Look before you leap
Before you start work on due diligence, make sure the acquisition deal is agreed in principle. A purchaser should seek buy-in from shareholders and confirmation that all are on board. An understanding on price and who will give warranties is crucial.
Make sure that all parties have signed a protective confidentiality agreement. Always obtain full legal and tax advice at an early stage, as key issues, such as how to deal with or consult employees, how to address key customers, and how to manage any press or leaks about the proposed plans, need to be addressed before the process starts.
The precise scope of due diligence will vary, but could include any or all of the areas below.
- Examine the target company’s accounting policies and decide whether they are reasonable for the industry in which it operates.
- Look at the accounts for “exceptional items” that may have distorted value.
- Determine whether there are contingent liabilities that could affect future value.
- Explore the target’s unique selling propositions and whether these will be of value in the enlarged company.
- Look at customer and supplier contracts and assess how well they are documented.
- Check what intellectual property the target owns and whether the IP is licensed.
- Review the target’s prospects and decide whether its revenue projections are realistic.
- Decide whether there will be a cultural fit rom both business and geographical viewpoints.
- Assess the target’s management style and gauge whether it will fit into the new organisation.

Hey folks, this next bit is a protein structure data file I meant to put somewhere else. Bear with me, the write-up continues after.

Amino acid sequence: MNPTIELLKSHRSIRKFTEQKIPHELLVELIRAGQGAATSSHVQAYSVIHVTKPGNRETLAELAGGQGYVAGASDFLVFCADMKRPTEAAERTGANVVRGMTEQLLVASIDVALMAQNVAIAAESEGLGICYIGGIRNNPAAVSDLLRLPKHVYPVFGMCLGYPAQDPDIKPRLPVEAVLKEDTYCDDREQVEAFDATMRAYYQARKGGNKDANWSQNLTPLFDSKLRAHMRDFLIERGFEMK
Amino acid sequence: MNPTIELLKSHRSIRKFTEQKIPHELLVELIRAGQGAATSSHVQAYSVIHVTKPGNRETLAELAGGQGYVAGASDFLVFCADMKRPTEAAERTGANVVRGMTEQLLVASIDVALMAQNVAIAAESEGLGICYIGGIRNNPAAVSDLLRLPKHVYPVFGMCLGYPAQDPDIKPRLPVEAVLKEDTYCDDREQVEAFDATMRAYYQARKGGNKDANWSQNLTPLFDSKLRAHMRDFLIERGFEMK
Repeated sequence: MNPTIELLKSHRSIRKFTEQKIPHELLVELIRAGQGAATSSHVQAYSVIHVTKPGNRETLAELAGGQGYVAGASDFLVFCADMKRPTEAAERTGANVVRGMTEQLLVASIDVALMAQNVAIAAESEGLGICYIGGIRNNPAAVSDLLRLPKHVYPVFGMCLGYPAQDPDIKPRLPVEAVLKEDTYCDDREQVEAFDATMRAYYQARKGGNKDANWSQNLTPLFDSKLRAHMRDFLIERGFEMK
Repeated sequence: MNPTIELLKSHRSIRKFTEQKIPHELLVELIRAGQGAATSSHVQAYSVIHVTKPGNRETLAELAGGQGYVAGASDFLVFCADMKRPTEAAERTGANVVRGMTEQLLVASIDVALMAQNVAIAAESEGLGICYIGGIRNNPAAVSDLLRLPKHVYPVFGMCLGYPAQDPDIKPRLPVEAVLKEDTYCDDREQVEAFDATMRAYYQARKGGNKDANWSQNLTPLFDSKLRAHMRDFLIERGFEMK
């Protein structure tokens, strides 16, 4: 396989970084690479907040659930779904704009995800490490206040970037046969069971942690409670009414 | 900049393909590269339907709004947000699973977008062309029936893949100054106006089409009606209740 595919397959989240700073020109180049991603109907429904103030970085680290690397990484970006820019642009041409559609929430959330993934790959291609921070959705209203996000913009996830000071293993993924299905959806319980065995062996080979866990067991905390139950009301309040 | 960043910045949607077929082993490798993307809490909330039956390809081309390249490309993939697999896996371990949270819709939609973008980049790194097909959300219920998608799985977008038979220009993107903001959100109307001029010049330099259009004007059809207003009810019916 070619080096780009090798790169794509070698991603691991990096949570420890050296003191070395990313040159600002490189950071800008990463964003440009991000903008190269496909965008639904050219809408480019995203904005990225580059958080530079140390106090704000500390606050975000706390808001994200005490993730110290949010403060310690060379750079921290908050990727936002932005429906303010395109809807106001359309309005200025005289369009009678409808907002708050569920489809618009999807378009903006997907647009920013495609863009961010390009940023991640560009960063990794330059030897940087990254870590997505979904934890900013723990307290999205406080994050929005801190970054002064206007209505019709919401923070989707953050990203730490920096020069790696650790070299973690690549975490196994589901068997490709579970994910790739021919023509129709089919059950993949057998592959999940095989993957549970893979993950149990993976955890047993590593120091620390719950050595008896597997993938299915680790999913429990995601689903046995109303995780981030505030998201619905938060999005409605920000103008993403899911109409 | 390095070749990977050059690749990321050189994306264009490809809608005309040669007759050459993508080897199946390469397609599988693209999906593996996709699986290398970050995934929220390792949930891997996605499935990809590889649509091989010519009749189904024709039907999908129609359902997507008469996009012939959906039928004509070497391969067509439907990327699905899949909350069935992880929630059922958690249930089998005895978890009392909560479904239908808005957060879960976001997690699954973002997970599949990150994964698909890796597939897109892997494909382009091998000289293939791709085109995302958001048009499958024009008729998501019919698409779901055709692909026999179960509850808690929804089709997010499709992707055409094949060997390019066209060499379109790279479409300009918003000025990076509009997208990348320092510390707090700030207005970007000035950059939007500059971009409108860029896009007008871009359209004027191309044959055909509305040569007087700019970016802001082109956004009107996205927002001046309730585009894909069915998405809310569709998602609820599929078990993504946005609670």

- Size up the demographic profile of the target’s staff and decide whether this will sit comfortably alongside existing workers.
- Gauge how the target company communicates with staff, customers and suppliers.
- Conduct a brand audit to identify synergies, conflicts and potential gaps.
- Verify legal title to all the target’s key assets.
- Examine key contracts to see whether any contain “change of control” clauses that might affect future revenues.
- Check that the target meets all regulatory requirements.
- Confirm whether the business is involved in any unresolved litigation.
- Review whether key managers intend to stay or leave after a takeover.
- Look at management synergies between the buyer and the target, and review how these can be developed.
- Determine whether the target has complied with all environmental permits.
- Investigate whether its site is on contaminated land or subject to flooding.
- Weigh up whether future environmental legislation is likely to affect the target company’s business.
Are you planning to expand your business through an acquisition or a merger? Some of the crucial information mentioned above can be very difficult to find. For help in avoiding potentially disastrous mistakes, email me or call me on 020 7099 2621.